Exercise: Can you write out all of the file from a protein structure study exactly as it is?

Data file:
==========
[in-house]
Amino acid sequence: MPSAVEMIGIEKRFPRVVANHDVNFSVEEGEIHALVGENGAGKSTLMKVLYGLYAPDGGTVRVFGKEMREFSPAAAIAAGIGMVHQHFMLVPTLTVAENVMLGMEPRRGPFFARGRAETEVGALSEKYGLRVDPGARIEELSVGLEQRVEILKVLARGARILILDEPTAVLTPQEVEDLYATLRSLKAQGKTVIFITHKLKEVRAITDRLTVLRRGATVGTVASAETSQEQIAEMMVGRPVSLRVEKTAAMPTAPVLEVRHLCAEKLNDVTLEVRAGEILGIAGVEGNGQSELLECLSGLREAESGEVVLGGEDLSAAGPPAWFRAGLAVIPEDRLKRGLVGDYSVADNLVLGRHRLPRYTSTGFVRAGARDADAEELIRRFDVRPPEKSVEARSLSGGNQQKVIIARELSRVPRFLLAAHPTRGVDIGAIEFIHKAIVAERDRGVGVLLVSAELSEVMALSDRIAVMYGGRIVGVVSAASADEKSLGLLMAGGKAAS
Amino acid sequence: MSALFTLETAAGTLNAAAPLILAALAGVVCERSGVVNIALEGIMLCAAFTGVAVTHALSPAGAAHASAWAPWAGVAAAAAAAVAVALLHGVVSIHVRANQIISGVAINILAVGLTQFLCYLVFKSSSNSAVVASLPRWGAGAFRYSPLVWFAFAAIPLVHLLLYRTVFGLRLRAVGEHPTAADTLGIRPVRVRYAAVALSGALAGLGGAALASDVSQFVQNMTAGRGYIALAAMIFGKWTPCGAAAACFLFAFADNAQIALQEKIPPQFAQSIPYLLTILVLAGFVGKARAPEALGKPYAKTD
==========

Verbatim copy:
[in-house]
Amino acid sequence: MPSAVEMIGIEKRFPRVVANHDVNFSVEEGEIHALVGENGAGKSTLMKVLYGLYAPDGGTVRVFGKEMREFSPAAAIAAGIGMVHQHFMLVPTLTVAENVMLGMEPRRGPFFARGRAETEVGALSEKYGLRVDPGARIEELSVGLEQRVEILKVLARGARILILDEPTAVLTPQEVEDLYATLRSLKAQGKTVIFITHKLKEVRAITDRLTVLRRGATVGTVASAETSQEQIAEMMVGRPVSLRVEKTAAMPTAPVLEVRHLCAEKLNDVTLEVRAGEILGIAGVEGNGQSELLECLSGLREAESGEVVLGGEDLSAAGPPAWFRAGLAVIPEDRLKRGLVGDYSVADNLVLGRHRLPRYTSTGFVRAGARDADAEELIRRFDVRPPEKSVEARSLSGGNQQKVIIARELSRVPRFLLAAHPTRGVDIGAIEFIHKAIVAERDRGVGVLLVSAELSEVMALSDRIAVMYGGRIVGVVSAASADEKSLGLLMAGGKAAS
Amino acid sequence: MSALFTLETAAGTLNAAAPLILAALAGVVCERSGVVNIALEGIMLCAAFTGVAVTHALSPAGAAHASAWAPWAGVAAAAAAAVAVALLHGVVSIHVRANQIISGVAINILAVGLTQFLCYLVFKSSSNSAVVASLPRWGAGAFRYSPLVWFAFAAIPLVHLLLYRTVFGLRLRAVGEHPTAADTLGIRPVRVRYAAVALSGALAGLGGAALASDVSQFVQNMTAGRGYIALAAMIFGKWTPCGAAAACFLFAFADNAQIALQEKIPPQFAQSIPYLLTILVLAGFVGKARAPEALGKPYAKTD